God-breathed: A common description of the Bible, taken from 2 Timothy 3:16, which says, “All scripture is God-breathed and useful for teaching, rebuking, correcting and training in righteousness.”
“I’m trying to decide whether to put him in the hospital overnight and give him some oxygen,” he says to the wall. “But no…he’ll probably be fine.”
He gives me some photocopies on bronchiolitis, which advise me to bring him back immediately if he is “acting very sick.” Super.
At home, we rock in his bedroom, his cheek warm against my chest, his soft chick hair damp with fever, and he falls asleep, mouth open, breaths fast and raspy on my skin.
So many times, I’ve heard this verse used to precede something unkind: the argument, the confrontation, the “truth in love.” Here is a scripture about morality or right-living, pulled straight from the God-breathed Bible, so you’d better listen, shape up.
It’s that old bumper sticker theology: God said it; I believe it; that settles it, and it’s God-breathed, God-breathed, God breathing down your neck until you want to run as fast as you can away.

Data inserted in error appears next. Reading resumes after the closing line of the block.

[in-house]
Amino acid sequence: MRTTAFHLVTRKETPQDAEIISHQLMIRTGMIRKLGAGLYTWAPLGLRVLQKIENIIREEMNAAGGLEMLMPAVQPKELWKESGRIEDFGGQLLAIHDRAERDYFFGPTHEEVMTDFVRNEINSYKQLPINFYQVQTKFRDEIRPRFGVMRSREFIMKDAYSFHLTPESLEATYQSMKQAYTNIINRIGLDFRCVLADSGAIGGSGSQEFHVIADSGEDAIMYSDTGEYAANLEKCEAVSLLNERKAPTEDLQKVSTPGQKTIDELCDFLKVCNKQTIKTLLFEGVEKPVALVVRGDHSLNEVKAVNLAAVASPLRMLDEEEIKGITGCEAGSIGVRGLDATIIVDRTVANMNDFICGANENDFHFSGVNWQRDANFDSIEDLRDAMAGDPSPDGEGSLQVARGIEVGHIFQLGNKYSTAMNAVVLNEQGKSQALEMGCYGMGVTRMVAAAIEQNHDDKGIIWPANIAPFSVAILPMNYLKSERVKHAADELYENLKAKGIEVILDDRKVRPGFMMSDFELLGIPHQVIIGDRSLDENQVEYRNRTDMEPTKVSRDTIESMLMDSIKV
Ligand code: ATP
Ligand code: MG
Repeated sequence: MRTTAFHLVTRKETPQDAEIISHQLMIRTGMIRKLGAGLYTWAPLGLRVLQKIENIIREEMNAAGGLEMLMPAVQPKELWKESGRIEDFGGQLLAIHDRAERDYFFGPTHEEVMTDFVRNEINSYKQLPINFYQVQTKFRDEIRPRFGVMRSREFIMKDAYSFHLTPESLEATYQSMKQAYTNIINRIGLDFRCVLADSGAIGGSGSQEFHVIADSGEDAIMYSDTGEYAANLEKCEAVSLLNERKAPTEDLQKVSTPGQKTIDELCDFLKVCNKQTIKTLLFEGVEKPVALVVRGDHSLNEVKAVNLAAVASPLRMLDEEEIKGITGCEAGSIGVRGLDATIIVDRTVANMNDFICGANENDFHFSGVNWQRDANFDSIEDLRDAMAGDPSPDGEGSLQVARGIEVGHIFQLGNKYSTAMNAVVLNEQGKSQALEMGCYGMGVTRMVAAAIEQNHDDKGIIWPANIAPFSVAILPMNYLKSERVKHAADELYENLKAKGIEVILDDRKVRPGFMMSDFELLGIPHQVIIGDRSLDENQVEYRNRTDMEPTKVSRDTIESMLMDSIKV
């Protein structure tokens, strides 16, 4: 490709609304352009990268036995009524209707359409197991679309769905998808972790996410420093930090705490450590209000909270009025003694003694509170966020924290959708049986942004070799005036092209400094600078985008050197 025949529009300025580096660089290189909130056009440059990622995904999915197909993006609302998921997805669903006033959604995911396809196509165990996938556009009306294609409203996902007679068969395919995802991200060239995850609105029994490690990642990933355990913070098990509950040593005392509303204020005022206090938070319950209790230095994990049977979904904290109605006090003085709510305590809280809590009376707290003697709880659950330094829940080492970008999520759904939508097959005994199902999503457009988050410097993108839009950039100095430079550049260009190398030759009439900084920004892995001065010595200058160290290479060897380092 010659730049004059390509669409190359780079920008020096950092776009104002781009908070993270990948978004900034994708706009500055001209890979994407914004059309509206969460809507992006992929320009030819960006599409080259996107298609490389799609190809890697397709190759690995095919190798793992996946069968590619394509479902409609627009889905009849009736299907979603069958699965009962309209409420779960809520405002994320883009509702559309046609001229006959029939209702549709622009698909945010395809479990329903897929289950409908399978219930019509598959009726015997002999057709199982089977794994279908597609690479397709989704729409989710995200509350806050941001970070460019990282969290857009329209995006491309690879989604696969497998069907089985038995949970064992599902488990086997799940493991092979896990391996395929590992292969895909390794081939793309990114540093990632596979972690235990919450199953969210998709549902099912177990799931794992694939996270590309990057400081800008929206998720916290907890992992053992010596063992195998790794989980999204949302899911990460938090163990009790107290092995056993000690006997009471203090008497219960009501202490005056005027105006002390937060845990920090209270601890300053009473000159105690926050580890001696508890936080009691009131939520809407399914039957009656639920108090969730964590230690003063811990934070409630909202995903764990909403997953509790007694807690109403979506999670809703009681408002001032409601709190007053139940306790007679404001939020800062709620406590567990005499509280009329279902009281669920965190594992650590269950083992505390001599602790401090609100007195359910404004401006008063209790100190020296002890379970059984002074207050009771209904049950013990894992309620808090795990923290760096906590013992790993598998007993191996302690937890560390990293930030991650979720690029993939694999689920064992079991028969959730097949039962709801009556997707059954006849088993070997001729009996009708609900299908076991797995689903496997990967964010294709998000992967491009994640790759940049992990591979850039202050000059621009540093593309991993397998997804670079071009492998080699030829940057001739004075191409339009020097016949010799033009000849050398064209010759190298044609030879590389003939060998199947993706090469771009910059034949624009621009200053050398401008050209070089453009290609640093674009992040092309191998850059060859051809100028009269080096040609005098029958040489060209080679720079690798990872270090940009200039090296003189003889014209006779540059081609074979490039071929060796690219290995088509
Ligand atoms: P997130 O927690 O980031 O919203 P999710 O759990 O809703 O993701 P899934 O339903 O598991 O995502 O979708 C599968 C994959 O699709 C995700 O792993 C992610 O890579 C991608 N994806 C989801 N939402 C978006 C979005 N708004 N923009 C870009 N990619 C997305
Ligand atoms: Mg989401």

His room is getting darker as the tired winter sun sets behind the blinds, and I can hear Dane’s pounding feet on the other side of the door as he chases his dad around the house.
The vaporizer sends white steam spiraling into the air, and it’s not so much about the Bible as about the breathing. The rhythm of it. The mystery of it. In. out. In. out. How, if we are to believe the old story, it is he who first breathed life into our dirt-dry lips.
And so there is something holy about his labored breathing, my own soft breath on his forehead. The breath of God circling through us all, connecting us to one another, connecting us to himself.
Yes the Bible is God-breathed. But so are you. So am I.
I read into this book my own skewed perspectives, my own translation, my own fragmented understanding. I inhale it like breath; I breathe it back out in an imperfect way. And all the time, God-breathed humans walk broken and beautiful around me. Inhale. Exhale.
We are up all through the night, rocking, Liam and I. We are awake in the earliest morning in the steam-filled bathroom, skin-to-skin while the mirror fogs. I am aware of his breath, aware of my own breath, recalling a fragment of a sermon I once heard about the Hebrew name for God – YHWH – how it has no vowels, only the airy sound of an exhale, an inhale – more like a breath than a name.
Inhale. Exhale. Breath in, breath out.
I hold him against me. In the dark morning, and his breath grows steady in his sleep. I am paying attention to it. It is ragged, steady, holy.